Times are a-changin.

In honor of International Women's Day, the makers of Barbie — who only a year ago turned their flagship doll into an engineer — are about to release a trio of diverse, fiercely feminist dolls modeled after Mexican artist Frida Kahlo, American pilot Amelia Earhart, and NASA mathematician Katherine Johnson.

The new series, “Inspiring Women,” is part of a larger initiative by the company to educate young girls about some of the most rebellious and daring women in history. Each doll will come with the real woman’s backstory.


“As a brand that inspires the limitless potential in girls, Barbie will be honoring its largest line up of role models timed to International Women’s Day, because we know that you can’t be what you can’t see,” Lisa McKnight, the senior vice president and general manager of Barbie, said in a statement on Tuesday.

In case you need one, here’s a crash course on these three badass women.

Photos via Barbie/Mattel.

Earhart, known as the “Queen of Air,” was the first woman to fly across the Atlantic Ocean solo. Kahlo is known as a legendary artist whose timeless paintings and self-portraits depicting the triumph and trials of womanhood. And in case you didn’t see “Hidden Figures,” Johnson was a mathematician who trail-blazed a path for black women in STEM. If it weren’t for her calculations, astronaut Neil Armstrong wouldn’t have made that “giant leap for mankind” on the moon in 1969.

The new line is the company’s latest effort to promote diversity, inclusivity, and representation.

In the past, the toy seriously lacked diversity when it comes to body proportions, cultural backgrounds, and skin tones. For years, Mattel has been on the receiving end of numerous critiques on how Barbie — a supermodel-tall, disproportionately skinny, white, blue-eyed blonde — sets an unrealistic standard for young girls.

In an attempt to fix that, Mattel has launched a series of campaigns to empower young girls with dolls with realistic body types and multiple skin tones. The “You Can Be Anything” line includes dolls with “three body types (tall, curvy, petite), seven skin tones, 22 eye colors, and 24 hairstyles.”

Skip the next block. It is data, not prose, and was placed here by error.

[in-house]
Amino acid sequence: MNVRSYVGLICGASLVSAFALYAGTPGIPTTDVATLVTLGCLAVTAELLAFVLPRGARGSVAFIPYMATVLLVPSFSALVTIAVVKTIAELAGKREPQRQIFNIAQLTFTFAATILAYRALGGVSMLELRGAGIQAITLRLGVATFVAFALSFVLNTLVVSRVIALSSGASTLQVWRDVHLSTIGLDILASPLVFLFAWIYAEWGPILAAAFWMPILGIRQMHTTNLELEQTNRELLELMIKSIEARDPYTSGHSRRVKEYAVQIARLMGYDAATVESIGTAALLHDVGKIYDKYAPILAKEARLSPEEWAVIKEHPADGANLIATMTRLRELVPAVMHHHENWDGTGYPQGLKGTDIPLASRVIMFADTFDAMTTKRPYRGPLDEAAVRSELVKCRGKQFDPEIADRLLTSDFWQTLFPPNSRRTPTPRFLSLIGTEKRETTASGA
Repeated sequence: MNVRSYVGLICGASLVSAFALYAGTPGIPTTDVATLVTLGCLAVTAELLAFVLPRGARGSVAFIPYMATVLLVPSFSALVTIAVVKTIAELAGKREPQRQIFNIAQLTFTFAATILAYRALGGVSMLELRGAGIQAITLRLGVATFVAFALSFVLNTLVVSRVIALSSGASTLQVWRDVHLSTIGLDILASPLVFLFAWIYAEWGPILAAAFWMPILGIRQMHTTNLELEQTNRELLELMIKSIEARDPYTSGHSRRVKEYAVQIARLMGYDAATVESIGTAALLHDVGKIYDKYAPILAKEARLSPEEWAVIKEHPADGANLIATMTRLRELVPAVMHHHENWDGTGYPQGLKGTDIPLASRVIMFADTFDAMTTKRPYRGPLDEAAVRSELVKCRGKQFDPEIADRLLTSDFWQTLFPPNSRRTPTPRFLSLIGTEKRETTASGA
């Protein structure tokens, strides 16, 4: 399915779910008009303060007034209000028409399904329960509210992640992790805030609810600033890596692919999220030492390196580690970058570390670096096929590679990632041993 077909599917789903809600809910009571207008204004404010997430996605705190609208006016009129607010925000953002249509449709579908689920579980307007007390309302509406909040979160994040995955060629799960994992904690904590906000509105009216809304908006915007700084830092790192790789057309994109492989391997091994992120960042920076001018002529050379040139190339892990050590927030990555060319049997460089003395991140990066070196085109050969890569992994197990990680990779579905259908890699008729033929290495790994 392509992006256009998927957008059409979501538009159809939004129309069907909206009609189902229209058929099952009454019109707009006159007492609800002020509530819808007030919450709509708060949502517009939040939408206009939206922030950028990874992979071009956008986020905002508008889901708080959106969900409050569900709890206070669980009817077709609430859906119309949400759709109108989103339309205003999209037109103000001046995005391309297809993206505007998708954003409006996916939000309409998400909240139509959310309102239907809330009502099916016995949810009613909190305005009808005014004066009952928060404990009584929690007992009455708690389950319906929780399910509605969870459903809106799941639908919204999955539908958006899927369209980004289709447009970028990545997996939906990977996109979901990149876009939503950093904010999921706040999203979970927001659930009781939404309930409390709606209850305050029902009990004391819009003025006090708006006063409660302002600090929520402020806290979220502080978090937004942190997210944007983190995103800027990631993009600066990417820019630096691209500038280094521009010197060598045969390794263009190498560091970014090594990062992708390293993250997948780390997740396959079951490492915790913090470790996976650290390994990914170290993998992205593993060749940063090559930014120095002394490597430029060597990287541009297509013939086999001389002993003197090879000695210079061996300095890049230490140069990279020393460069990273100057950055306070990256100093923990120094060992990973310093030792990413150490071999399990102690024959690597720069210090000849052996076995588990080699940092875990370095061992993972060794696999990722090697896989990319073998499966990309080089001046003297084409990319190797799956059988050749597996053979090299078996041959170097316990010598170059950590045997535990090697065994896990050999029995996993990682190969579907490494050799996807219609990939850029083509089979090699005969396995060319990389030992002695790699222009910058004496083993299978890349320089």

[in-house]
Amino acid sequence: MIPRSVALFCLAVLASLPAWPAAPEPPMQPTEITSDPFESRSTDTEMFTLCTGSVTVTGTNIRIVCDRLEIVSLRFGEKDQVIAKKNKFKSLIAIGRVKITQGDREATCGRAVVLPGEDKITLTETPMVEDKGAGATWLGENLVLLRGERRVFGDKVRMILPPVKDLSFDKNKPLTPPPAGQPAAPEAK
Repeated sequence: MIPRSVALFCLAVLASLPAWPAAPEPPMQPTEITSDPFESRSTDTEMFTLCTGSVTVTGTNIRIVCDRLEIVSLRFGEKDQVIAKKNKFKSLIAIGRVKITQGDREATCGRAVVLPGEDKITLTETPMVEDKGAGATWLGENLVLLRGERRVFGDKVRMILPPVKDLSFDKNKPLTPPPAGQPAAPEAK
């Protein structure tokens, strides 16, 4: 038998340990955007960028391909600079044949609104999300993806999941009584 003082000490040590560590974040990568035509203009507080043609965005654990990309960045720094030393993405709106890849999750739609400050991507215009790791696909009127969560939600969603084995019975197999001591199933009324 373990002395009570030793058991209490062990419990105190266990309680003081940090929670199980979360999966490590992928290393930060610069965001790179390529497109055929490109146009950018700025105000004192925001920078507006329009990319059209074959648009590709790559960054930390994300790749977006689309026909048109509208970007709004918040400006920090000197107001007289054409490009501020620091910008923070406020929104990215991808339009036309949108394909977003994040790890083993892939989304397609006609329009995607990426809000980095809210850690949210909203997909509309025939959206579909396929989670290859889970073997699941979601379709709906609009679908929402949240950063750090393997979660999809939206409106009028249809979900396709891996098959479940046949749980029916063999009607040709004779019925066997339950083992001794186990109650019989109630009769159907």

Then, in May 2016, Mattel announced their “Sheroes” line of dolls featuring numerous notable women who shattered stereotypes and broke boundaries in industries where they are underrepresented. Some of the women featured are actresses Kristin Chenoweth, Zendaya, and Emmy Rossum; directors Patty Jenkins and Ava DuVernay; Olympic snowboarder Chloe Kim; and first-ever African-American principal ballet dancer, Misty Copeland.

For International Women’s Day on March 8, the brand stated they will be honoring and sparking conversations about the 17 global female role models featured in the their “Shero” program.

One year later, Mattel announced fencer Ibtihaj Muhammad as their first hijabi Barbie doll. In 2016, Muhammad became the first American to compete in the Olympic Games while wearing a hijab.

Katherine Johnson doll.

Let’s hope this new line — as well as Mattel’s continued efforts to champion female empowerment and representation will inspire a whole generation of young women that they can do anything.

“Girls have always been able to play out different roles and careers with Barbie and we are thrilled to shine a light on real life role models to remind them that they can be anything,” McKnight said in the Mattel statement.

The doll company has made an entire fortune of Barbie pursuing numerous of ambitious careers from doctor to lawyer to astronaut. But with the “Inspiring Women” series, young kids around the world will learn more about the real women — some of whom look a lot like them — who overcame real challenges and made a real impact in the world.

And, just maybe, one of these young girls will grow up to have a doll made in honor of them.

Connections Academy

Wylee Mitchell is a senior at Nevada Connections Academy who started a t-shirt company to raise awareness for mental health.

True

Teens of today live in a totally different world than the one their parents grew up in. Not only do young people have access to technologies that previous generations barely dreamed of, but they're also constantly bombarded with information from the news and media.

Today’s youth are also living through a pandemic that has created an extra layer of difficulty to an already challenging age—and it has taken a toll on their mental health.

According to Mental Health America, nearly 14% of youths ages 12 to 17 experienced a major depressive episode in the past year. In a September 2020 survey of high schoolers by Active Minds, nearly 75% of respondents reported an increase in stress, anxiety, sadness and isolation during the first six months of the pandemic. And in a Pearson and Connections Academy survey of US parents, 66% said their child felt anxious or depressed during the pandemic.

However, the pandemic has only exacerbated youth mental health issues that were already happening before COVID-19.

“Many people associate our current mental health crisis with the pandemic,” says Morgan Champion, the head of counseling services for Connections Academy Schools. “In fact, the youth mental health crisis was alarming and on the rise before the pandemic. Today, the alarm continues.”